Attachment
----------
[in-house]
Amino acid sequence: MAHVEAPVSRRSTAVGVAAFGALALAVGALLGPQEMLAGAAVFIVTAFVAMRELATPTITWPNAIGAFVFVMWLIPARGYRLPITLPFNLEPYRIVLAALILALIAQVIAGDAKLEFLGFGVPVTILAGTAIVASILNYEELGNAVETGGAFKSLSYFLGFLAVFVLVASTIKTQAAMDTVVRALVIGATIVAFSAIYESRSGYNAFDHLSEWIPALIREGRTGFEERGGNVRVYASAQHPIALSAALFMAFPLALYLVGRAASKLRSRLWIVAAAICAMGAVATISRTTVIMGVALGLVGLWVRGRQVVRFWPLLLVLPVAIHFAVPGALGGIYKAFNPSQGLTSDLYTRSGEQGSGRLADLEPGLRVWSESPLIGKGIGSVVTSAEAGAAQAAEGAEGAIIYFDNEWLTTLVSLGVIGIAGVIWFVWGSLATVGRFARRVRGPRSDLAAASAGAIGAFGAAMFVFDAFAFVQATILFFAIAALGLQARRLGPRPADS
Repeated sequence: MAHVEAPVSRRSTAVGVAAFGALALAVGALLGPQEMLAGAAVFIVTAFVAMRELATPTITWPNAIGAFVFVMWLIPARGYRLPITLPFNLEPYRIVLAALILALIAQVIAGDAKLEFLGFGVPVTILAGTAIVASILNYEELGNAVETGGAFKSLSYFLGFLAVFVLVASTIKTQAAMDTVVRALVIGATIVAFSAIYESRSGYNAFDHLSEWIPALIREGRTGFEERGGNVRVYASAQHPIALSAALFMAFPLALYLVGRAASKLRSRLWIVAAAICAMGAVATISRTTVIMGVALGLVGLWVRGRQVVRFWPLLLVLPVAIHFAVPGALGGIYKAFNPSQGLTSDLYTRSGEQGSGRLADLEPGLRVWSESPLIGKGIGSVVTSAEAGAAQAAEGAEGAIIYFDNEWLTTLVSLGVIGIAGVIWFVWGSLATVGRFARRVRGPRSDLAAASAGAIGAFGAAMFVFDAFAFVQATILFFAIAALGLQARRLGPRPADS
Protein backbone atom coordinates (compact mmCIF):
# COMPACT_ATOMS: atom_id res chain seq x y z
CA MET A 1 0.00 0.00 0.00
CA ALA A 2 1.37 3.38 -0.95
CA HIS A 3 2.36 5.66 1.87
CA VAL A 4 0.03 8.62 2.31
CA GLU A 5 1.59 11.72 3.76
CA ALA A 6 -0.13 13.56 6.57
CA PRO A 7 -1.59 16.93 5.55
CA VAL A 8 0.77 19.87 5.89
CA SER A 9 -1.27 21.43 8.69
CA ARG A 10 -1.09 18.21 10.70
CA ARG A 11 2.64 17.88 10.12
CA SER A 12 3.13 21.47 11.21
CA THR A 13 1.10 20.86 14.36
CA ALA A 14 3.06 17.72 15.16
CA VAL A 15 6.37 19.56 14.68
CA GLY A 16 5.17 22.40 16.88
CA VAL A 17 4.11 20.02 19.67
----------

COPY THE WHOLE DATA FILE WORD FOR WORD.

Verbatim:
[in-house]
Amino acid sequence: MAHVEAPVSRRSTAVGVAAFGALALAVGALLGPQEMLAGAAVFIVTAFVAMRELATPTITWPNAIGAFVFVMWLIPARGYRLPITLPFNLEPYRIVLAALILALIAQVIAGDAKLEFLGFGVPVTILAGTAIVASILNYEELGNAVETGGAFKSLSYFLGFLAVFVLVASTIKTQAAMDTVVRALVIGATIVAFSAIYESRSGYNAFDHLSEWIPALIREGRTGFEERGGNVRVYASAQHPIALSAALFMAFPLALYLVGRAASKLRSRLWIVAAAICAMGAVATISRTTVIMGVALGLVGLWVRGRQVVRFWPLLLVLPVAIHFAVPGALGGIYKAFNPSQGLTSDLYTRSGEQGSGRLADLEPGLRVWSESPLIGKGIGSVVTSAEAGAAQAAEGAEGAIIYFDNEWLTTLVSLGVIGIAGVIWFVWGSLATVGRFARRVRGPRSDLAAASAGAIGAFGAAMFVFDAFAFVQATILFFAIAALGLQARRLGPRPADS
Repeated sequence: MAHVEAPVSRRSTAVGVAAFGALALAVGALLGPQEMLAGAAVFIVTAFVAMRELATPTITWPNAIGAFVFVMWLIPARGYRLPITLPFNLEPYRIVLAALILALIAQVIAGDAKLEFLGFGVPVTILAGTAIVASILNYEELGNAVETGGAFKSLSYFLGFLAVFVLVASTIKTQAAMDTVVRALVIGATIVAFSAIYESRSGYNAFDHLSEWIPALIREGRTGFEERGGNVRVYASAQHPIALSAALFMAFPLALYLVGRAASKLRSRLWIVAAAICAMGAVATISRTTVIMGVALGLVGLWVRGRQVVRFWPLLLVLPVAIHFAVPGALGGIYKAFNPSQGLTSDLYTRSGEQGSGRLADLEPGLRVWSESPLIGKGIGSVVTSAEAGAAQAAEGAEGAIIYFDNEWLTTLVSLGVIGIAGVIWFVWGSLATVGRFARRVRGPRSDLAAASAGAIGAFGAAMFVFDAFAFVQATILFFAIAALGLQARRLGPRPADS
Protein backbone atom coordinates (compact mmCIF):
# COMPACT_ATOMS: atom_id res chain seq x y z
CA MET A 1 0.00 0.00 0.00
CA ALA A 2 1.37 3.38 -0.95
CA HIS A 3 2.36 5.66 1.87
CA VAL A 4 0.03 8.62 2.31
CA GLU A 5 1.59 11.72 3.76
CA ALA A 6 -0.13 13.56 6.57
CA PRO A 7 -1.59 16.93 5.55
CA VAL A 8 0.77 19.87 5.89
CA SER A 9 -1.27 21.43 8.69
CA ARG A 10 -1.09 18.21 10.70
CA ARG A 11 2.64 17.88 10.12
CA SER A 12 3.13 21.47 11.21
CA THR A 13 1.10 20.86 14.36
CA ALA A 14 3.06 17.72 15.16
CA VAL A 15 6.37 19.56 14.68
CA GLY A 16 5.17 22.40 16.88
CA VAL A 17 4.11 20.02 19.67